Notice Plan and Deadline for Wildfire Claims Set in PG&E Bankruptcy

Residences leveled by the wildfire line a neighborhood in Paradise, Calif., Nov. 15, 2018. The massive wildfire that killed dozens of people and destroyed thousands of homes was fully contained after burning for more than two weeks, authorities said Sunday, Nov. 25. (AP Photo/Noah Berger, File)

SAN FRANCISCO (CN) – Victims of wildfires sparked by Pacific Gas and Electric’s equipment must file claims by Oct. 21, a federal bankruptcy judge ruled Wednesday, despite arguments that a later deadline and more robust notice plan would allow more victims to get paid.

“If I knew we could bring one more claimant into the field, I would change the deadline, but there’s no way I can do that so I will stick with the debtors’ judgment on this one,” U.S. Bankruptcy Judge Dennis Montali said at the end of a four-hour court hearing Wednesday.

Lawyers representing wildfire victims had asked Montali to push the deadline back to Jan. 31, 2020, arguing more time was needed to adequately notify those who lost homes, belongings and loved ones in deadly wildfires. Many of the tens of thousands of fire victims were displaced, and some have left California. That makes them harder to reach, opponents of PG&E’s proposed deadline and notice plan argued.

“Notice in this case is going to be far more difficult and far more complicated than in a regular bankruptcy,” attorney Eric Goodman of Baker & Hostetler in Cleveland, who represents fire victims, said in court Wednesday.

But PG&E insisted pushing the deadline back would risk prolonging the bankruptcy case and further delay any compensation that might eventually go to victims.

“We want to move these cases forward,” PG&E lawyer Stephen Karotkin, of Weil, Gotshal & Manges in New York, said.

Karotkin said PG&E wants to resolve its bankruptcy case by June 30, 2020. That is the deadline California Gov. Gavin Newsom set for PG&E to exit bankruptcy before it can gain access to a proposed $10.5 billion wildfire liability trust fund the governor announced last week.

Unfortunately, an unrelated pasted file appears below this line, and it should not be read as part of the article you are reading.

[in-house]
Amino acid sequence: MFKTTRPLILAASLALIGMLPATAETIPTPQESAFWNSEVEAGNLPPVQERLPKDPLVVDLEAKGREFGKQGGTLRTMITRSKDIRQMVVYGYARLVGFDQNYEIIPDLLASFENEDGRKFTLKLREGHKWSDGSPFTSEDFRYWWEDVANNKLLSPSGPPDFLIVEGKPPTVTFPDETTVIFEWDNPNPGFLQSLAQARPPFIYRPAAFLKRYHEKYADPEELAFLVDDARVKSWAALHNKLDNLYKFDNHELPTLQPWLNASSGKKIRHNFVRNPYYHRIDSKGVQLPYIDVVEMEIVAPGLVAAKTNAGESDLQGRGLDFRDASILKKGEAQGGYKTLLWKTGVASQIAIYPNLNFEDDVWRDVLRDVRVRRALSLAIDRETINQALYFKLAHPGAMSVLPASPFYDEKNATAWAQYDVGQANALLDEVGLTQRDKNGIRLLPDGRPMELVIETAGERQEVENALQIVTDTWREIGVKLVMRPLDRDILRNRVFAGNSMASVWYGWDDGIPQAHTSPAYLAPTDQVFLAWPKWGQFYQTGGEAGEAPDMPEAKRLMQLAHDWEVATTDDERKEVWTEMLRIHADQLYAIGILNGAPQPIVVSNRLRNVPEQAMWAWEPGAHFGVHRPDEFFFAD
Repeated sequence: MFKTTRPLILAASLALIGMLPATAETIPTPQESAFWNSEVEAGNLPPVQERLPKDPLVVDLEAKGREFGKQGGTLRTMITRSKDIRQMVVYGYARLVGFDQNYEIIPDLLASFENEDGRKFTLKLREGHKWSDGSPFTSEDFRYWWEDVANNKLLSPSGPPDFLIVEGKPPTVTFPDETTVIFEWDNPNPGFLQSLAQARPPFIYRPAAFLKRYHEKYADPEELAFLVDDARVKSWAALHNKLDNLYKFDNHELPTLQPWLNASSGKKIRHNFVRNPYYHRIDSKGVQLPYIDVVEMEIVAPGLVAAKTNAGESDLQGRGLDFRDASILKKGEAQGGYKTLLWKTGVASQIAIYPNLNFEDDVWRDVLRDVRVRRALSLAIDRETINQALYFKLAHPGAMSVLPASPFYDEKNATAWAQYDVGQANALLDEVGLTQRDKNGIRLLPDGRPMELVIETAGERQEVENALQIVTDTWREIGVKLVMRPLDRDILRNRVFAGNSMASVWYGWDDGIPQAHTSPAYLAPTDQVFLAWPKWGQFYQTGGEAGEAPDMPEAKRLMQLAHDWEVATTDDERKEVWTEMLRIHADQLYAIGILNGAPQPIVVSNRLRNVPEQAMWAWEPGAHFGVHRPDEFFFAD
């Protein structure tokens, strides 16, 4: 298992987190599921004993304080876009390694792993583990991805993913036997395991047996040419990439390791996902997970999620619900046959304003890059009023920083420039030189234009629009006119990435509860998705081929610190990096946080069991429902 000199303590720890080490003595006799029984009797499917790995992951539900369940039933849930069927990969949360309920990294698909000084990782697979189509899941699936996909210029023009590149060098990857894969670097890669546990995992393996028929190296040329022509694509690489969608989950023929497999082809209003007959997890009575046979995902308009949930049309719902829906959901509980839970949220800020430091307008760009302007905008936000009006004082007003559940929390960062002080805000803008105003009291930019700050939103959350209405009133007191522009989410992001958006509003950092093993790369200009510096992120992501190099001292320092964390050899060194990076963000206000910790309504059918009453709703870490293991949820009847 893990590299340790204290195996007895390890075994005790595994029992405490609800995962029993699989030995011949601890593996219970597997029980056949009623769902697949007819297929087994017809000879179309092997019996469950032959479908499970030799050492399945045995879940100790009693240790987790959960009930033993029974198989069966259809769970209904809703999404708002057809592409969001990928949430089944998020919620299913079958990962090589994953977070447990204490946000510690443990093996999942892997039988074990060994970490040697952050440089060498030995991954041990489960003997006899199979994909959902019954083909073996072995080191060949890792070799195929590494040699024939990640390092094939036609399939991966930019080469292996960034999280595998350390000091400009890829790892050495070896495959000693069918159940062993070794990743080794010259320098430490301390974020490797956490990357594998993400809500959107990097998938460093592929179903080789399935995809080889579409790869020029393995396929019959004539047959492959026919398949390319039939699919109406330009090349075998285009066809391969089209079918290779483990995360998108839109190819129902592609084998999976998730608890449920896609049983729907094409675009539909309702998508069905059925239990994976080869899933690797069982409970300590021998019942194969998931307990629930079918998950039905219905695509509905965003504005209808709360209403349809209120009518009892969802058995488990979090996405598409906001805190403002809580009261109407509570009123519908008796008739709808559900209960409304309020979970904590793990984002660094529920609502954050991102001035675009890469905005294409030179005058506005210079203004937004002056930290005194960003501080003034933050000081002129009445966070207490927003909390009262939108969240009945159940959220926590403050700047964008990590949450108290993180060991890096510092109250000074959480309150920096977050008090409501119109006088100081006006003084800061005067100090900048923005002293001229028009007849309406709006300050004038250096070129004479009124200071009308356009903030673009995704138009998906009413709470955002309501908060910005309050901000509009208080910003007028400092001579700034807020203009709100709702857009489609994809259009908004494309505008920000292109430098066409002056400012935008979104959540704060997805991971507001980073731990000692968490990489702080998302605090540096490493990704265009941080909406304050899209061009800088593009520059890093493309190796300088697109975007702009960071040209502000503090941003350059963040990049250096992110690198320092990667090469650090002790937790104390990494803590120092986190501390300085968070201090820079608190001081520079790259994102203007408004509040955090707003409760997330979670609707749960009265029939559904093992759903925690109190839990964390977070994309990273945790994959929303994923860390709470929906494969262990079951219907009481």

The Committee of Tort Claimants, which represents fire victims, also criticized PG&E’s $22 million notice plan, which includes direct mail, emails and advertisements, as inadequate. They argued the plan failed to include advertisements in nationwide publications, magazines, billboards, bus stops and in online streaming radio and TV services.

In response, PG&E said it would add those “unnecessary and duplicative” measures to its advertising plan.

Nevertheless, some complained the revised plan still falls short.

Elizabeth Cabraser, of Lieff Cabraser Heimann & Bernstein in San Francisco, urged Montali to stretch the notification plan over a longer period of time. A veteran class action litigator, Cabraser said that would maximize the number of fire victims exposed to information about the claims process and deadline.

Cabraser, who served as lead plaintiffs’ counsel in the Volkswagen Diesel-gate case and as a lead attorney in the BP Gulf oil spill class action, said based on her experience, the number of claims filed tends to spike around the holiday season.

“We’d want to take advantage of the holiday season when people are more likely to gather, to speak with each other, to reinforce and encourage each other,” she said.

Nevertheless, Montali said he would not second-guess the expert advice of Jeanne Finegan, president and chief media officer of HF Media, a division of Heffler Claims Group, which PG&E tapped to handle its $22 million class notification plan.

Finegan said in a court-filed declaration that PG&E’s notice plan is “one of the largest and most comprehensive notice and media campaigns recommended in bankruptcy history.”

After approving PG&E’s proposed deadline and notice plan, Montali warned the utility that he could still push the claims deadline back if PG&E fails to start notifying victims by July 15.

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